November 13th, 2007 14:27 EST
World Chronicle: November 13
KINSHASA, Democratic Republic of Congo. Around 25,000 people have fled refugee camps as a rebel group attacked nearby military posts. In the country the size of Western Europe, thousands of militiamen from various countries are operating, successfully destabilizing fragile democracy. According to the Reuters agency, the insurgents who attacked the camp belonged to a Tutsi-dominated group. The refuges found their shelter near the town of Goma, at the Rwandan border.
The civil war that had ravaged the Democratic Republic of Congo ended only recently with the first democratically elected president in over 30 years sworn in last year. But even with the central government in effect and United Nations troops scattered across the country, the situation in the DRC remains tense. Various rebel groups, mainly from neighboring Rwanda and Burundi mount violent raids every now and then, forcing the civilian population to the live in refugee camps.
WASHINGTON, D.C., USA. President George W. Bush may be a lame duck but he is not going to lay down his arms. On board Air Force One, the president announced that he had decided to veto health and educational bills, sponsored by the Democrats. Bush said that although being elected as the party which could guarantee fiscal stability, Democratic Party is “acting like a teenager with a new credit card.” The bills were introduced as a landmark in the Democratic agenda and aimed at spreading governmental help to more people. However, according to the president and many Republicans, considering the present state of the country's finances, the bills would only stretch the already overstretched budget.
The Associated Press also reports, that President Bush has signed the new Pentagon budget, which reaches $471 billion, exceeding the previous one by nine percent.
ISLAMABAD, Pakistan. Former prime minister and opposition leader, Benazir Bhutto appealed to President Pervez Musharraf to step down and call for a new presidential election. On Sunday Musharraf confirmed that despite the emergency rule the parliamentary election would take place as planned, that is by January 9. Bhutto has been under house arrest since Friday.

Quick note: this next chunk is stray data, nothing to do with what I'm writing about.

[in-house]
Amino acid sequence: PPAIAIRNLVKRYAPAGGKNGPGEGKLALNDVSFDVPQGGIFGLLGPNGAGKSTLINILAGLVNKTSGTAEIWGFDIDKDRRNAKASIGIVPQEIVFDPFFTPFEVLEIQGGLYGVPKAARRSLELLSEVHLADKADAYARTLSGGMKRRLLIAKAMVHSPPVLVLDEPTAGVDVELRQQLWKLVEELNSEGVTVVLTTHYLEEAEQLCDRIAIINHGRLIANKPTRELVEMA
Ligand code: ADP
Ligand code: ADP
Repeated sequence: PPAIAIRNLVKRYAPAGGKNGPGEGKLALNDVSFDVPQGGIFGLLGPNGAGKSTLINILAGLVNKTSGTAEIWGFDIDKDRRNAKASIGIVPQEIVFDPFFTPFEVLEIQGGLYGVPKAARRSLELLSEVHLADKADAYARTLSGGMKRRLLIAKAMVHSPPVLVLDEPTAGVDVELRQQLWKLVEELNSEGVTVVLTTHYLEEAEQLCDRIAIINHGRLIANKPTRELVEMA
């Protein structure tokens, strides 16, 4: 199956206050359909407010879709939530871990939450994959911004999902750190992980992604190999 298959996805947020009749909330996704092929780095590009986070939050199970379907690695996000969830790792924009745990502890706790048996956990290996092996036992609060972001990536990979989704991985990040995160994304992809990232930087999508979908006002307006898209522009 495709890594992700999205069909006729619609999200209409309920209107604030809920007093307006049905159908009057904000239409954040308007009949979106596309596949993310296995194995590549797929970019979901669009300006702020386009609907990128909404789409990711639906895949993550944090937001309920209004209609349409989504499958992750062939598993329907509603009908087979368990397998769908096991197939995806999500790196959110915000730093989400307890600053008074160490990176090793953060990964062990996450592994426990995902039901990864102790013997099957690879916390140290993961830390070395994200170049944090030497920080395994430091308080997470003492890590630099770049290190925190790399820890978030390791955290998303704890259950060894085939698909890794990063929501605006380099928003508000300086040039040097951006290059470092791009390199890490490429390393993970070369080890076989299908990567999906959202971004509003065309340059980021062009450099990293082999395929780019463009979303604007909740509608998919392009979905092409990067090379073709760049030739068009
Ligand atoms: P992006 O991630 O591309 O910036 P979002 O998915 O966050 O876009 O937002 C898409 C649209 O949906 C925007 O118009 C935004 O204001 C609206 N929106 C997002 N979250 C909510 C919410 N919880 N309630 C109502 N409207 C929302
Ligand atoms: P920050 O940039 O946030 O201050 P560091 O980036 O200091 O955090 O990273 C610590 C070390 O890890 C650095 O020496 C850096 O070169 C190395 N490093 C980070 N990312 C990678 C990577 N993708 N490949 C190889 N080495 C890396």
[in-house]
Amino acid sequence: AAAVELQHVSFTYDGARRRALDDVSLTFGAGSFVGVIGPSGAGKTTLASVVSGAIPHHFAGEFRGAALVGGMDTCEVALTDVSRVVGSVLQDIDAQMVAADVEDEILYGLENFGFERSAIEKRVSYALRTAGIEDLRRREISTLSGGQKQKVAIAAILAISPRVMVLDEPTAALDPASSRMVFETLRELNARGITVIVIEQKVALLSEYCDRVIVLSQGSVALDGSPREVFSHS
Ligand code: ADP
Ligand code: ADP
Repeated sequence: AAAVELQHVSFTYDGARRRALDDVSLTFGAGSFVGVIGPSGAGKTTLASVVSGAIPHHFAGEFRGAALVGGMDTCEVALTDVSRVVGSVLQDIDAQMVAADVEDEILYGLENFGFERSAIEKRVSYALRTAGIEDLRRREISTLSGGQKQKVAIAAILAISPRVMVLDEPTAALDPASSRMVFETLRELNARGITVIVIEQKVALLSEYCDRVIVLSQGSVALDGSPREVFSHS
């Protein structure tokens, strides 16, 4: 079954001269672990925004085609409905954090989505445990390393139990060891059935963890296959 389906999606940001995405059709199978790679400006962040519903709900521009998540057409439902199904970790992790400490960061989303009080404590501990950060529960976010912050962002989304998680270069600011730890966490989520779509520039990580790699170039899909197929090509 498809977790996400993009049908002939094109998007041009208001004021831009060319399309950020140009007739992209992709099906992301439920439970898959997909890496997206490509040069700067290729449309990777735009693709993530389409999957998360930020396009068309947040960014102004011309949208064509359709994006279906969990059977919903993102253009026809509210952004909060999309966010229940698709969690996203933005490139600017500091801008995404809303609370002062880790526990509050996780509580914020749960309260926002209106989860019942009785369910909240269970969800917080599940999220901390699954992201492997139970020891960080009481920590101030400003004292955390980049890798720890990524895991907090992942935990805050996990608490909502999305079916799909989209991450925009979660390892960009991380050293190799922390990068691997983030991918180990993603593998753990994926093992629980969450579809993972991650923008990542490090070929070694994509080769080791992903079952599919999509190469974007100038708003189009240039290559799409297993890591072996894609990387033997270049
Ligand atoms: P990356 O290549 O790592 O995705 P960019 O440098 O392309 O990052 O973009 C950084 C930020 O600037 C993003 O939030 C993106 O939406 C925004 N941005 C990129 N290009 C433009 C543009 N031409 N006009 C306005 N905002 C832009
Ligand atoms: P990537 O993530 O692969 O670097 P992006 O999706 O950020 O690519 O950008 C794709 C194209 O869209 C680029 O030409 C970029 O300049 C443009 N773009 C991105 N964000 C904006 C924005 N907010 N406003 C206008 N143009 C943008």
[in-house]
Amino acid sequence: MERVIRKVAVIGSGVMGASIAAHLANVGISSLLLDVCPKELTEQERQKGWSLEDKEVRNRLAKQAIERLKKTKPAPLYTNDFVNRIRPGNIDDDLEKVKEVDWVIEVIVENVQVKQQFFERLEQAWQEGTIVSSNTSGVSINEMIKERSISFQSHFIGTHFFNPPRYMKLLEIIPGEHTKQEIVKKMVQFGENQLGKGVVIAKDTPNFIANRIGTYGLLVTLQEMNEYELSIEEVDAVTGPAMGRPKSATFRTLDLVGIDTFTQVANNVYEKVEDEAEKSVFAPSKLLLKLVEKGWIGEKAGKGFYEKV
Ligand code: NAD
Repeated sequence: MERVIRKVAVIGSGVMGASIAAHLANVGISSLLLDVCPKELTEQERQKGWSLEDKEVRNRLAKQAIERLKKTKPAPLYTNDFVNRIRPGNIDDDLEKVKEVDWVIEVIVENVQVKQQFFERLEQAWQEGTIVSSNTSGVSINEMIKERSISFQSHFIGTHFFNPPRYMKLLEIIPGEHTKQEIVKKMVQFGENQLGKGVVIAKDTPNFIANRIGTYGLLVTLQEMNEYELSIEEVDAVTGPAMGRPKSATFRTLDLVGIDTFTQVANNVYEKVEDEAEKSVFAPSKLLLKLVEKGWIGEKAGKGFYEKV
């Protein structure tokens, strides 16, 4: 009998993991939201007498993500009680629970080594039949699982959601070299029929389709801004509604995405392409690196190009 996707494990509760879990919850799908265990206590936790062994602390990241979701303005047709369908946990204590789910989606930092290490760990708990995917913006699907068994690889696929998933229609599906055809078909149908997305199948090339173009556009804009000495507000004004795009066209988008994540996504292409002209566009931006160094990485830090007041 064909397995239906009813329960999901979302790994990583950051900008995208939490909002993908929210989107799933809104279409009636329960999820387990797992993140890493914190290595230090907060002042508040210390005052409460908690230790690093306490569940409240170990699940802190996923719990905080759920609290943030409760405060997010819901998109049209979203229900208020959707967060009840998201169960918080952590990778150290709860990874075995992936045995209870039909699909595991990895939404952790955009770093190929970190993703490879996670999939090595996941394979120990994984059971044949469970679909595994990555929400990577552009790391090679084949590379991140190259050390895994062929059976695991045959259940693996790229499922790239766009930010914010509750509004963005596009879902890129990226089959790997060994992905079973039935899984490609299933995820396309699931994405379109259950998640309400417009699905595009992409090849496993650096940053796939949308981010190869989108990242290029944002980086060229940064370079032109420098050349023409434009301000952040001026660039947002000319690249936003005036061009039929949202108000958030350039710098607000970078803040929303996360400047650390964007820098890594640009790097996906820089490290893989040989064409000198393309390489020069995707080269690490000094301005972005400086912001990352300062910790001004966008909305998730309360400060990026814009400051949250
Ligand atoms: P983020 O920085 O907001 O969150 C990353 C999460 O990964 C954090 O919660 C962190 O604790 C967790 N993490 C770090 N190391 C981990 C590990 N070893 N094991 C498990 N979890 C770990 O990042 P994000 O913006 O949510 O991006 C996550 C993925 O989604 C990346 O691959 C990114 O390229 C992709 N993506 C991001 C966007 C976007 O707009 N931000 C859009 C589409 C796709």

MANILA, Philippines. A member of the Philippine House of Representatives, Wahab Akbar, was killed last night in what appears to have been a bomb attack. Also two bystanders lost their lives. The police released a statement in which it claimed that Akbar had been the target of the assassination. The Associated Press quotes the country's interior minister as saying that the representative had received a number of death threats before and “the indications are that that was the case both in terms of location of the bomb and the manner it was set off.”
Akbar was a member of one of Muslim rebel groups which renounced violence in 1996 in favor of participation in official politics. It is suspected that behind the bombing stood Akbar's former colleagues.
BERLIN, Germany. The German Vice Chancellor, Franz Muentefering, has resigned today, starting new animosities in Chancellor Angela Merkel's ruling coalition Although Germany is renowned for its predilection for stability and order, the country's political scene is everything but. It's been the second year since two main parties – the conservative CDU/CSU and socialist SPD – formed the “grand coalition” to pull Germany out of economical malaise. The government succeeded in decreasing over 10-percent unemployment and accelerating the economy, but the personal squabbles between both parties leaders may erupt the coalition.
Socialist Frank-Walter Steinmeier, the current foreign minister, is supposed to take over Muentefering's job. If the latter was an old party activists without high ambitions, then Steinmeier's expectations border the country's top posts. He has already criticized Merkel for being too tough on Russia and China for their human rights abuses and called the chancellor for more welfare politics. Gaining in popularity at home and abroad, Steinmeier may be Merkel's main rival in the next election.
ANKARA, Turkey. In retaliation for today's killing of four Turkish soldiers, the government in Ankara ordered its air force to bombard several villages in northern Iraq. According to the Turkish military, the villages were desolate and there have been no reports on any deaths. The air strike has been the first such an action since Turkey's Prime Minister Recep Tayyip Erdogan met with US President George W. Bush in Washington last week.
The relations between Turkey and Kurdish rebels have deteriorated significantly since the start of the US-led invasion of Iraq in 2003. The main opposition comes from Kurdistan Workers' Party (PKK), which demand independence for 20 million Kurds inhabiting Turkey, Iraq, Iran, and Syria. Last week, Washington called the PKK a terrorist organization and pledged to provide Turkey and Iraq with the appropriate help to fight the rebels. Nevertheless, it is approximated that around 50 Turkish soldiers have been killed in the last three months.